MALIBU—The city of Malibu announced on January 4 they will begin installing automated license plate recognition cameras throughout the area.
ALPR cameras will be installed at the intersections of Pacific Coast Highway/Lunita Road, PCH/Kanan Dume Road, Malibu Canyon Road/Civic Center Way, PCH/Cross Creek Road, and PCH/South Topanga Canyon Boulevard.
City staff received concerns from the public regarding the installation and that there would be a lack of coverage on the west portion of the city.
The camera locations are optimized for both inbound and outbound vehicular traffic along the Pacific Coast Highway and outlying regions.
According to the Public Safety Commission staff report, “the goal of the ALPR cameras is to enhance public safety by providing usable license plate data for use by the Los Angeles County Sheriff’s Department, the contracted agency for law enforcement services. This proposal is being designed with the aid of the City of Malibu, Malibu/Lost Hills Station Detective Bureau, and the Advanced Surveillance and Protection unit.”
The Los Angeles County Sheriff’s Department intends to use ALPR technology for the following public safety purposes: Investigation for prosecution or exoneration of suspected criminal (including terrorist) incidents; identification and/or location of wanted persons; enforcement of sanctions, orders, or sentences; crime prevention/general law enforcement purposes; and crime analysis and investigatory leads in subsequent investigations.
Keegan Gibbs, who is serves on the Public Safety Commission asked LA County Sheriff’s Deputy Sam Paul which entities have access to the data collected by the ALPR systems. Gibbs explained when the commission originally viewed the presentation there was uncertainty around who has access to the data and when that data could be petitioned to be open to the public.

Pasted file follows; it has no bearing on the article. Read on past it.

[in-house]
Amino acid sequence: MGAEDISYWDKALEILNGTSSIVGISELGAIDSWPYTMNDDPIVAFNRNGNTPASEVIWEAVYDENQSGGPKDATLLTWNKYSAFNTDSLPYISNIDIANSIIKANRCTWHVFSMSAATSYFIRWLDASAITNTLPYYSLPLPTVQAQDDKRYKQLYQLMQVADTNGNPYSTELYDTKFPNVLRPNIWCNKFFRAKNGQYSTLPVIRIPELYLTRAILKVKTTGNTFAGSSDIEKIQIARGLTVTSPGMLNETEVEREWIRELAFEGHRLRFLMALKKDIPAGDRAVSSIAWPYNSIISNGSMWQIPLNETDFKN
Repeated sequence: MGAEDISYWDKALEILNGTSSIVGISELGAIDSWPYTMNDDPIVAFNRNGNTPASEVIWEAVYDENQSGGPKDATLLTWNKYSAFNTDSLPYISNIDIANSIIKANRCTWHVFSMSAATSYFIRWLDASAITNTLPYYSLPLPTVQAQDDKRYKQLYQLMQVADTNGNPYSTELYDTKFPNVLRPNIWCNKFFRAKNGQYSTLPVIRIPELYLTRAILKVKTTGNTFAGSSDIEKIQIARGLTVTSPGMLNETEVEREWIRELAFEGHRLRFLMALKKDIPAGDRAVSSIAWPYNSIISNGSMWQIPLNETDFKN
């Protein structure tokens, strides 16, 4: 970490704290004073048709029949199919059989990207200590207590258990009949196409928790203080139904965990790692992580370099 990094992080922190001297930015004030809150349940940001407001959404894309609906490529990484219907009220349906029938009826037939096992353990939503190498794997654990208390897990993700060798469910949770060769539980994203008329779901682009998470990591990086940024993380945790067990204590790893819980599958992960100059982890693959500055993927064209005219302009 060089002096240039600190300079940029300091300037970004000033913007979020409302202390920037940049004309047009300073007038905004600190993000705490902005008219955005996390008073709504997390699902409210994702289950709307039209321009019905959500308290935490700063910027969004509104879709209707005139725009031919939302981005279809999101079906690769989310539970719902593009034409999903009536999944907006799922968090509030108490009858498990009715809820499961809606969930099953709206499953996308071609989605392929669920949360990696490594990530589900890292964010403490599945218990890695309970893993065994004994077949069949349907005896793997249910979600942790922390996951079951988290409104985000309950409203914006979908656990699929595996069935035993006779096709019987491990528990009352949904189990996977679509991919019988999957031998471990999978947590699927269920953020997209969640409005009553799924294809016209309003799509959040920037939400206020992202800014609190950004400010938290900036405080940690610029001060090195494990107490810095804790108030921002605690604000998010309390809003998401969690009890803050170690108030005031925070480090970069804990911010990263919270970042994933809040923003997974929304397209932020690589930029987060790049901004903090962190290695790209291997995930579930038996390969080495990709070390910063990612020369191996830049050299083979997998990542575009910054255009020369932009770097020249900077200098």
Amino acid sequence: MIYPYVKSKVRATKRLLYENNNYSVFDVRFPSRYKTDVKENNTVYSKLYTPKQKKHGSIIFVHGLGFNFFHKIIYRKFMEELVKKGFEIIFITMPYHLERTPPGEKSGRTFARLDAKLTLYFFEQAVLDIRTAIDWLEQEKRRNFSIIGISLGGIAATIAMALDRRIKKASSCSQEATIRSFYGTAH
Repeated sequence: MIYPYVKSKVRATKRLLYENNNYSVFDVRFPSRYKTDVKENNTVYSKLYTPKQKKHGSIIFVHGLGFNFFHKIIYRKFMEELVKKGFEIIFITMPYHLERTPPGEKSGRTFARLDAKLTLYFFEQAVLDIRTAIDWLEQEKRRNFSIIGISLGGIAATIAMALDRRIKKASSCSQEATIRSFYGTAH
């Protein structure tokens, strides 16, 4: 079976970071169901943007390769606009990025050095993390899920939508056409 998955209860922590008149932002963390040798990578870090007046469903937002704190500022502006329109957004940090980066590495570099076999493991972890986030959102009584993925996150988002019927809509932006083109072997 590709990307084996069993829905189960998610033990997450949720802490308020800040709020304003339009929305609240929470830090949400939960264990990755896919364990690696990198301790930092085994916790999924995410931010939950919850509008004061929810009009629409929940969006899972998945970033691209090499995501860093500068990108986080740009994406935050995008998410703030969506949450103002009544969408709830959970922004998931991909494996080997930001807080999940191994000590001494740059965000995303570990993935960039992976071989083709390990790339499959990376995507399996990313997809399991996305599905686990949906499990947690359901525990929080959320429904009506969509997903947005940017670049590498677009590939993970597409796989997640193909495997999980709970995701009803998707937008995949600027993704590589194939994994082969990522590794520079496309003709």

“All automated license plate recognition systems are governed by Senate Bill 34 and Senate Bill 54 essentially preventing public access to automated license plate recognition data that is considered law enforcement data. The city in this case made the purchase of the systems for the sheriff’s department. So now essentially you’re handing off the control of the data to the sheriff’s department. Per Senate Bill 34 only law enforcement agencies are able to access that data,” said Paul.
The cameras were originally delivered to the city back in December 2022 and were first approved in April 2021. An estimated $26,000 was appropriated from the General Fund for the equipment. The ALPR cameras will be solar powered with backup batteries, and can operate day or night, and in a variety of weather conditions.